The greatest chance for recovery involves undergoing immediate treatment and rehabilitation, as well as time, commitment and having a positive attitude. This may require surgery to remove any obstructive elements or to realign the spinal column, using supportive braces or other equipment, and occupational or physical therapy. Some people have responded well to acupuncture and chiropractic methods, although there is no scientific proof that these methods will affect paralysis symptoms.

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Is There Any Foundation That Helps People with Spinal Cord Injury Pay for Medical Bills?
Yes, there are a number of government, non-profit and private organizations that provide grants and other financial assistance to those who have survived spinal cord injuries. Some of the organizations include the Travis Roy Foundation, The Christopher and Dana Reeve Foundation, Spinal Cord Opportunities for Rehabilitation Endowment (SCORE).

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What is Hemiplegia?

Hemiplegia is a form of paralysis that affects one side of the body, often one arm and leg, although the paralysis sometimes can be experienced in the torso as well. Most commonly associated with cerebral palsy, this weakness or lack of sensation that leads to paralysis indicates an issue with one side of the brain, which is unable to produce, send or interpret signals as the result of disease or a traumatic injury, such as a traumatic brain injury (TBI).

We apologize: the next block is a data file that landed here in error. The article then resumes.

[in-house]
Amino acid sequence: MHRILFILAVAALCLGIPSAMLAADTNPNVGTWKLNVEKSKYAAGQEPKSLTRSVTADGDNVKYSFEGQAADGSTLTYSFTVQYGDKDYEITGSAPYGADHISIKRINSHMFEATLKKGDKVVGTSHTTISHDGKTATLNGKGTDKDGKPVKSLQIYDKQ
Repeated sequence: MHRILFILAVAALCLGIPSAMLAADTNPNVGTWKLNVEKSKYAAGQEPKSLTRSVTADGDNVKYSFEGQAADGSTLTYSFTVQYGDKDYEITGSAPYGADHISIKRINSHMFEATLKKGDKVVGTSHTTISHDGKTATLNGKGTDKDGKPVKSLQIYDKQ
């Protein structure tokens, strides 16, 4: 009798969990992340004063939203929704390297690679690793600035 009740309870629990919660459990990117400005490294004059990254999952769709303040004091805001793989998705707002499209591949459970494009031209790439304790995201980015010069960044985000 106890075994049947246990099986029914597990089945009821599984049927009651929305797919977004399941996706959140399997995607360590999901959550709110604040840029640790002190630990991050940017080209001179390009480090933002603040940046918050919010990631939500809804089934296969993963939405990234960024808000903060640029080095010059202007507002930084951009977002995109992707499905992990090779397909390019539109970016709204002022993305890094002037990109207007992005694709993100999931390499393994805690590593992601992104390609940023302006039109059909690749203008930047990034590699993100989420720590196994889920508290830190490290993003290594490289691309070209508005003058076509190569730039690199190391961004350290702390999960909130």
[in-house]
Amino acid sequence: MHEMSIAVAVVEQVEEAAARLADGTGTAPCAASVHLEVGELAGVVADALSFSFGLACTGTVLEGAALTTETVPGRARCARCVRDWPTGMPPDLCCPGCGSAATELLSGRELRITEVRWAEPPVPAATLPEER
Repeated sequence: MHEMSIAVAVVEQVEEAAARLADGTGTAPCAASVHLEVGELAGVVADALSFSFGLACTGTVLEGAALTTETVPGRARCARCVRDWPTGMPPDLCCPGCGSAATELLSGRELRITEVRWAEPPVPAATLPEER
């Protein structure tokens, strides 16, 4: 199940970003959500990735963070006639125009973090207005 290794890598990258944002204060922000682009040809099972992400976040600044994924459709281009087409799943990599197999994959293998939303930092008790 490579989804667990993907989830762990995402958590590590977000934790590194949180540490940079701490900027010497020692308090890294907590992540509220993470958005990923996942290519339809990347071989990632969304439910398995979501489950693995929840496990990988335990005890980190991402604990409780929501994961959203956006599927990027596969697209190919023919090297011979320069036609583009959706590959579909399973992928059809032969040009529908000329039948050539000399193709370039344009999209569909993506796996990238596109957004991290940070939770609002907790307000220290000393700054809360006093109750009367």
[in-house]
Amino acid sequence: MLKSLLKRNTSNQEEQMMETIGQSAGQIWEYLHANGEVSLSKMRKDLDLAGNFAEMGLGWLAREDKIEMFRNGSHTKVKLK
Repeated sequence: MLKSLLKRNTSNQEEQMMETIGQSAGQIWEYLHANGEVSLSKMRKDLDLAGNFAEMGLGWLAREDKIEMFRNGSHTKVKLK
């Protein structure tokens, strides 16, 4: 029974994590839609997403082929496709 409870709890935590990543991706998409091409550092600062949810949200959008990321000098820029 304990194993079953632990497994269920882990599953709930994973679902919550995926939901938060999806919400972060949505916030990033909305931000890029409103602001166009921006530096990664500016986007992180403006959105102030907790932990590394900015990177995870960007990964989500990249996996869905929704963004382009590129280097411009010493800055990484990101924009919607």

In the early stages, patients often report experiencing the sensation of pins and needles before the situation progresses to muscle weakness and full paralysis.

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What is Spinal Shock?
Spinal shock is the temporary reduction or loss of reflexes resulting from a spinal cord injury (SCI). The more severe the injury and shock to the autonomic nervous system, the more severe the resulting dysfunction will be. As a result, the spine experiences either hyporeflexia or areflexia, a reduction or loss of reflexes. Learn more about the stages of spinal shock, as well as treatment options and prognosis.

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What is Monoplegia?